A Lesson In Poor Assumptions From A Clinical Nurse

When I was 5 or so, I contracted Chicken Pox. I barely remember the ordeal, but the one thing I do remember is that I did not enjoy one aspect of having to stay home, put this weird ointment all over my body, and deal with insane itchiness without the ability to scratch.

23 years later, and I have the so-called recurrence of Chicken Pox – Shingles (or Herpes Zoster). Yeah, that’s right, I said Herpes. No, it’s not the kind of Herpes you are thinking of (the STD variety), but still just as upsetting.

Apparently, Shingles is caused by too much stress. I found this surprising as I do not feel as though I stress about anything, really. I tend to have a positive outlook on life, take things in stride, and generally don’t hold grudges or maintain negative thoughts about anything for extended periods of time.

That all said, I have another habit that does increase the stress levels of my body: my sleep patterns. I have been dealing with a personal battle to determine when my appropriate sleeping schedule should be. I’ll share it with you sometime, for now, the point is that apparently I stressed my body out, and now I have Shingles.

Seeing A Doctor For The First Time In 10 Years

I’m generally a very healthy person. I only catch a cold maybe once every other year. My body has been blessed with a strong immune system and I try very hard to support it through proper nutrition and exercise.

Admittedly, I’m not as good in these areas as I would like, but I maintain focus on them. Going to see a doctor just isn’t something I normally do. The last time I did see a doctor was because I was required to get a physical to be cleared to play sports.

Upon arriving at the clinic this morning, I was welcomed by an unattended, yet lavish reception desk. To the right was where the real reception occurred, little bays with workers’ heads barely above the countertops. As I approached the available staff person, she welcomed me with a warm smile and asked how she might help me.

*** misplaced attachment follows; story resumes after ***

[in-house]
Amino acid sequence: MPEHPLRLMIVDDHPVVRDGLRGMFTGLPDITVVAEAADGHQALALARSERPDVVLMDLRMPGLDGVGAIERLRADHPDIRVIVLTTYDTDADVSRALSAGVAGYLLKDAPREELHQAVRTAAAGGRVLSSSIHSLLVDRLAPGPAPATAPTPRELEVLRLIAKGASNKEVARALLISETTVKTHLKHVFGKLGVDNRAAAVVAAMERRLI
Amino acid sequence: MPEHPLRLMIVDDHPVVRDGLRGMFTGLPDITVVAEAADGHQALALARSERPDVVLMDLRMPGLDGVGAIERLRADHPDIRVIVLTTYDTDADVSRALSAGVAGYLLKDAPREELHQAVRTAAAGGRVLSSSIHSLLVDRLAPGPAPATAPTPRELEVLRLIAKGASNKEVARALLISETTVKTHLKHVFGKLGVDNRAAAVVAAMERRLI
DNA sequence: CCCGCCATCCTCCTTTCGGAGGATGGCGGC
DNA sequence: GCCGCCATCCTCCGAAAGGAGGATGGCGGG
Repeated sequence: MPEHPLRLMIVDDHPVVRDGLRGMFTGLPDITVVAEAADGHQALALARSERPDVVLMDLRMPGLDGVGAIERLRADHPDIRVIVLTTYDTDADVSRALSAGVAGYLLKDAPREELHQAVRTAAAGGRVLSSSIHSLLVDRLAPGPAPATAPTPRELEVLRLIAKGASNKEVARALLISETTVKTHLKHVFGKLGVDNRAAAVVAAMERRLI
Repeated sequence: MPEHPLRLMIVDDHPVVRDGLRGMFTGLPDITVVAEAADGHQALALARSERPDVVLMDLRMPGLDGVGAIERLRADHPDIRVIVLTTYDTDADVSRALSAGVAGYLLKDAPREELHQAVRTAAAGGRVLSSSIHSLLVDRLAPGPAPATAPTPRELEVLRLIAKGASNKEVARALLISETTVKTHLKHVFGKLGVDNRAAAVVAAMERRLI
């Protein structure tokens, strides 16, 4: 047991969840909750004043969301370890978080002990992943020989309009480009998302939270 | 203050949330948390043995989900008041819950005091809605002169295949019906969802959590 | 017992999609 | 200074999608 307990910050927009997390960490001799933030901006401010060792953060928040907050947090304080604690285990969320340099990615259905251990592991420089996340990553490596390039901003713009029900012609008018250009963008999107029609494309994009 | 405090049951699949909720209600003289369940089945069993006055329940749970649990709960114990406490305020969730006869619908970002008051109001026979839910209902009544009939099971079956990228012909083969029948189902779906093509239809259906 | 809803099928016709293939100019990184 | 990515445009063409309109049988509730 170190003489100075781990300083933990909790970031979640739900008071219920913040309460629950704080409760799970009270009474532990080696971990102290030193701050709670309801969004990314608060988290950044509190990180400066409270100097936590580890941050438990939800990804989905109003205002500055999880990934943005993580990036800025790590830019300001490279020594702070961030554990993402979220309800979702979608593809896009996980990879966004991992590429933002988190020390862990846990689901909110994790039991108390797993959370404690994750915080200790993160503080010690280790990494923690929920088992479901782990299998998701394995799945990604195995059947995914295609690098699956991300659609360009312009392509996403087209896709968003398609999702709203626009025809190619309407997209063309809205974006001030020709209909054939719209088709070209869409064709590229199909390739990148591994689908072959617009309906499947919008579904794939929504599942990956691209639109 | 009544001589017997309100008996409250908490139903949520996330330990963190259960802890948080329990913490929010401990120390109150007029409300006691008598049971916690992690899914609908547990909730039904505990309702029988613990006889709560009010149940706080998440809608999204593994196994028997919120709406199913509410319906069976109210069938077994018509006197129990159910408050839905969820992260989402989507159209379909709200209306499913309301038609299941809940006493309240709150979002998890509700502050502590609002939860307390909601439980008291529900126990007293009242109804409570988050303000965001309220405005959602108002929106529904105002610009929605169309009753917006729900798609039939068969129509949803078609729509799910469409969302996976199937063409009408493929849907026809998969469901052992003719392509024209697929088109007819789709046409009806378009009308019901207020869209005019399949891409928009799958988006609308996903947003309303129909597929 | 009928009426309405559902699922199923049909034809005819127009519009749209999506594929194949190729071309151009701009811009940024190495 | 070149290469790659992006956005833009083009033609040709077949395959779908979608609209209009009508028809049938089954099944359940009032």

“I have a rash on my chest, I’m not sure, but I think it may be Shingles,” I replied.
“Okay, have you ever been here before? Or have you ever seen a doctor in from our hospital network?” she asked.
“No. I actually haven’t been to see a doctor in 10 years.”
“Wow. Okay, no problem, just take this and fill it out, please. Thankfully, the on-call physician actually dabbles in dermatology, so that should work out well for you.”
“Thanks. Yeah that does sound fortuitous.”

There’s really nothing special in that dialogue other than the realization I had while in the middle of it. I hadn’t seen a doctor in a decade. Life has been pretty amazing, and I’ve always had my health. There’s something to be truly thankful and appreciative of every single day.

It also makes me realize that eating healthy, staying active, and just maintaining a positive attitude does really have a positive impact on my health, and with rising healthcare costs, my wallet.

A Lesson In Poor Assumptions From A Clinical Nurse

After all of my reception paperwork was processed, and I paid my copay for my doctor visit, I was provided some vague directions on where to go and where to wait to be called to see the doctor. After sitting in the waiting hallway for about 15 minutes trying to get 3G to cooperate so Wifey and I could watch an episode of Modern Family on our iPad, I was called back.

Our nurse was nice enough. I don’t remember her name. I’m not even sure if she gave it to us. She probably did, I just didn’t take the time to make sure I remembered it. I know, I know, how rude. As she to ask me some standard medical questions, I couldn’t help but notice that she was making several assumptions about my life and about me before she had even heard my answers.

“Okay, so you don’t have any history of blood disease or high blood pressure?”
“Not that I’m aware of.”
“And no one in your family has a history of blood disease, high blood pressure, cardiovascular disorders, cancer…” (she went through the whole list).
“That’s correct, as far as I know, I don’t.”